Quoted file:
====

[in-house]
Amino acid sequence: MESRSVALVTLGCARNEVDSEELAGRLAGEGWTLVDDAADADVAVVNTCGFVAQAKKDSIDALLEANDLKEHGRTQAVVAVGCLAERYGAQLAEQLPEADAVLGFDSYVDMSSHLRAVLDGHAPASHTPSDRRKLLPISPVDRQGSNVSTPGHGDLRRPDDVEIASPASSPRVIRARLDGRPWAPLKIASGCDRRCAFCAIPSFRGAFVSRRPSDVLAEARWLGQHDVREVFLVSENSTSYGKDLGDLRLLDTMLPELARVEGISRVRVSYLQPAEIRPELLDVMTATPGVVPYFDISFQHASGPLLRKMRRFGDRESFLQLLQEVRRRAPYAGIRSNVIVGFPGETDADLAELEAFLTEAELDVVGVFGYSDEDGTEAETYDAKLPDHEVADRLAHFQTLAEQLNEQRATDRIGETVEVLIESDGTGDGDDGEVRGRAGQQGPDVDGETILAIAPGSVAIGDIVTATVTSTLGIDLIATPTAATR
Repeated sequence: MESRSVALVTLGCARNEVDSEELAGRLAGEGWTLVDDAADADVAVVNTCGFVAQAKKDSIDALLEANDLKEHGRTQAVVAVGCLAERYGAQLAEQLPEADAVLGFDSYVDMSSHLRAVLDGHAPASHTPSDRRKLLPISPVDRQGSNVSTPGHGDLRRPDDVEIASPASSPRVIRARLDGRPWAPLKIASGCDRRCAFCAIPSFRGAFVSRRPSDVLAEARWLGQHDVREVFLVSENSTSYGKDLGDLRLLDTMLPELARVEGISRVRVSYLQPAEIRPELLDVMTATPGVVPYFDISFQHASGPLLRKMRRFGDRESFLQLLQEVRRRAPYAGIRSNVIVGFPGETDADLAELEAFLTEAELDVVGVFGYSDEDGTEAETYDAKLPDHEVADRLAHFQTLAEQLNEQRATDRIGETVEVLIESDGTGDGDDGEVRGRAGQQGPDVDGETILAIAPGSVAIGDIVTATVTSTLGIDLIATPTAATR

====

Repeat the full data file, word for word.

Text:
[in-house]
Amino acid sequence: MESRSVALVTLGCARNEVDSEELAGRLAGEGWTLVDDAADADVAVVNTCGFVAQAKKDSIDALLEANDLKEHGRTQAVVAVGCLAERYGAQLAEQLPEADAVLGFDSYVDMSSHLRAVLDGHAPASHTPSDRRKLLPISPVDRQGSNVSTPGHGDLRRPDDVEIASPASSPRVIRARLDGRPWAPLKIASGCDRRCAFCAIPSFRGAFVSRRPSDVLAEARWLGQHDVREVFLVSENSTSYGKDLGDLRLLDTMLPELARVEGISRVRVSYLQPAEIRPELLDVMTATPGVVPYFDISFQHASGPLLRKMRRFGDRESFLQLLQEVRRRAPYAGIRSNVIVGFPGETDADLAELEAFLTEAELDVVGVFGYSDEDGTEAETYDAKLPDHEVADRLAHFQTLAEQLNEQRATDRIGETVEVLIESDGTGDGDDGEVRGRAGQQGPDVDGETILAIAPGSVAIGDIVTATVTSTLGIDLIATPTAATR
Repeated sequence: MESRSVALVTLGCARNEVDSEELAGRLAGEGWTLVDDAADADVAVVNTCGFVAQAKKDSIDALLEANDLKEHGRTQAVVAVGCLAERYGAQLAEQLPEADAVLGFDSYVDMSSHLRAVLDGHAPASHTPSDRRKLLPISPVDRQGSNVSTPGHGDLRRPDDVEIASPASSPRVIRARLDGRPWAPLKIASGCDRRCAFCAIPSFRGAFVSRRPSDVLAEARWLGQHDVREVFLVSENSTSYGKDLGDLRLLDTMLPELARVEGISRVRVSYLQPAEIRPELLDVMTATPGVVPYFDISFQHASGPLLRKMRRFGDRESFLQLLQEVRRRAPYAGIRSNVIVGFPGETDADLAELEAFLTEAELDVVGVFGYSDEDGTEAETYDAKLPDHEVADRLAHFQTLAEQLNEQRATDRIGETVEVLIESDGTGDGDDGEVRGRAGQQGPDVDGETILAIAPGSVAIGDIVTATVTSTLGIDLIATPTAATR